7.The insufficient geographic focus

 The current service delivery model does not account the realistic need of today’s global business operations for staff with deep expertise in country-specific employment legislation. As per MERCER, many global organizations have attempted to create a centralized HR structure – some HR services such as ensuring compliance with local labor laws, managing union and advising managers on people issues and conflicts are best provided by local, regional or country specific HR Specialists. Perhaps the most fundamental step in building a global HR program is to abolish favoritism on managers who are nationals of the country in which the company is based. Company tend to consider nationals of their headquarters as expatriates and to regard everyone as local nationals. In today’s global market, the norm is “us vs them” as per strategy business, and this distinction can put companies at a clear disadvantage. They put the most confidence in the nationals of their headquarters country, and due to that, they get the vital assignments, climb the ranks faster and wind up sitting on the board. This could lead into a skewed perception by the company to the world. Now, a lot of organizations recognized these dangers and they are now considering to move more executives from emerging countries such as Europe and Asia.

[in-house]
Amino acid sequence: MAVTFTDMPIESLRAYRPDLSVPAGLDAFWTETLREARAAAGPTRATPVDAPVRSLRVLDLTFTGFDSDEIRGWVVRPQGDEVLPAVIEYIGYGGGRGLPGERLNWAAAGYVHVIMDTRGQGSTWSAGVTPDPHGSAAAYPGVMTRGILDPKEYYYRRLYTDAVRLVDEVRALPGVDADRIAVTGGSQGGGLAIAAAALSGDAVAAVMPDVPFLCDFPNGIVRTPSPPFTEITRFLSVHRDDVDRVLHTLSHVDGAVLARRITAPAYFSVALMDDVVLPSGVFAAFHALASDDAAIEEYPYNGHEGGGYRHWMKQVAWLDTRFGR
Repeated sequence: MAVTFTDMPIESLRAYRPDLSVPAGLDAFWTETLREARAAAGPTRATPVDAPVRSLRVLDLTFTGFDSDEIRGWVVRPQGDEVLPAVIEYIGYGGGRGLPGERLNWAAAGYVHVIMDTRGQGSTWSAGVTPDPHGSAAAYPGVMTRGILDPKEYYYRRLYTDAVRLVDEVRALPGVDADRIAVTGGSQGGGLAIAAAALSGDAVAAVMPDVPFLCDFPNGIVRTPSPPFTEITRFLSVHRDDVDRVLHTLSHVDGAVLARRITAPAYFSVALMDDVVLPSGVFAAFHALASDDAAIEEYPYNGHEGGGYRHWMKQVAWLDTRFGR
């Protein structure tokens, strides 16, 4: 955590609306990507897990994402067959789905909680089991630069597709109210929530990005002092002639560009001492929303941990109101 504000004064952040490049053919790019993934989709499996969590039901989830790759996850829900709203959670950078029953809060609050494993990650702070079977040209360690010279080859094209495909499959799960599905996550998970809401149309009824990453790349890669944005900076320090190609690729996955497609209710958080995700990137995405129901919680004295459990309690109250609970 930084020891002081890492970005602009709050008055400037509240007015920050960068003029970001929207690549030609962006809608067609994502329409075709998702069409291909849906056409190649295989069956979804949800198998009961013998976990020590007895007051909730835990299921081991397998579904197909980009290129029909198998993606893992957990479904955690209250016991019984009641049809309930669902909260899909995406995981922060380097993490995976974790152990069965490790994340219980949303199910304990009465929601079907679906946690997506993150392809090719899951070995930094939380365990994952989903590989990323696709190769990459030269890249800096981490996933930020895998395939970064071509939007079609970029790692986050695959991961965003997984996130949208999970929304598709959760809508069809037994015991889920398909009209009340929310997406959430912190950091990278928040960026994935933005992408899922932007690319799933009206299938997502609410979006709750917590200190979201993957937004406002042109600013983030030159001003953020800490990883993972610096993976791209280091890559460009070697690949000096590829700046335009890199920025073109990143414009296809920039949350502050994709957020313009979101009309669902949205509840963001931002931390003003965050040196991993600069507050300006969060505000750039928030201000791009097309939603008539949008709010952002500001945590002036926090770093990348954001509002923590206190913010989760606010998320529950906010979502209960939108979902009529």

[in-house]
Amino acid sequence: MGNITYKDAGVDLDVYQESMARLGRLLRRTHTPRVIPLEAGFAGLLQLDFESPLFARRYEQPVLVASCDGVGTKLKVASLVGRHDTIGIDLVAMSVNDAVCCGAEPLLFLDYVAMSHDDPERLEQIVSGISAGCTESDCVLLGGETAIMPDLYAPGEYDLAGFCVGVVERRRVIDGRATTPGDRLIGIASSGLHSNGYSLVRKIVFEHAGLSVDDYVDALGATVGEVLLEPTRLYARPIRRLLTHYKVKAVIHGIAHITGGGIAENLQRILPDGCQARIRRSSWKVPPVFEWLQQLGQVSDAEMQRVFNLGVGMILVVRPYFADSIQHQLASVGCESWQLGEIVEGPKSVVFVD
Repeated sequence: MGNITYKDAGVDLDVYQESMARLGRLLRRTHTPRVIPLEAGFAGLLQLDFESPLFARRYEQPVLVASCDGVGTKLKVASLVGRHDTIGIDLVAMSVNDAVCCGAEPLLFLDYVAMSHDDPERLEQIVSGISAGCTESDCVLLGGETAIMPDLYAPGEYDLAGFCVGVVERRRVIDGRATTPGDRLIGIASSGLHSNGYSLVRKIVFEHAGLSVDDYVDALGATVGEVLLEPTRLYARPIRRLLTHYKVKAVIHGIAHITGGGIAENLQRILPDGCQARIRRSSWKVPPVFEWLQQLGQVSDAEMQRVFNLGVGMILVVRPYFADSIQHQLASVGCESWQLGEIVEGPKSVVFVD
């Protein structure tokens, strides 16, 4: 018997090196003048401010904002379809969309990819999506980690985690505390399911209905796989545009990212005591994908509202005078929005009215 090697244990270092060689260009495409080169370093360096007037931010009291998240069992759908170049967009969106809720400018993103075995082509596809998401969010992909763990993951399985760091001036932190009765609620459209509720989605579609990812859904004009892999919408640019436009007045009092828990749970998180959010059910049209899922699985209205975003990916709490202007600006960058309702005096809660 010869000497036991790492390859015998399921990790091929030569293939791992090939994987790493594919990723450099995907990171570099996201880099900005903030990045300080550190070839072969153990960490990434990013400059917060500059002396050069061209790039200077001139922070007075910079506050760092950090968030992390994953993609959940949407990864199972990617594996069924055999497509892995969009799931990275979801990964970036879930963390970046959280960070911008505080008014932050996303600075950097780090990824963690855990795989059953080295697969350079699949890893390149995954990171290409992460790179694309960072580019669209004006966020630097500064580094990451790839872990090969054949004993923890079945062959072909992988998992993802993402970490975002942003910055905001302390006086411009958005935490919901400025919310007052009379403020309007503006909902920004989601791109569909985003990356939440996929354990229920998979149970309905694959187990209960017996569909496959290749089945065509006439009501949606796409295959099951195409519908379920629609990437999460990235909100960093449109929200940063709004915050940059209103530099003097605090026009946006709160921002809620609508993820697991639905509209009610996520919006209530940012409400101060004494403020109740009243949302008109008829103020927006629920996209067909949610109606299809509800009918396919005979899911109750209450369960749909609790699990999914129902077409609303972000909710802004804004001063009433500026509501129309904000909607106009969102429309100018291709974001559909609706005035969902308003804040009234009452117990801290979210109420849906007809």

To know more about the 7 key obstacles to business success and how to overcome these problems, you may attend the Business Savvy HR Development Program on May 7-8, 2019 at Marco Polo Hotel. For more details, you may visit www.huris.com.ph or email cipdprograms@huris.com.ph.


Source: Mercer and Bersin & Associates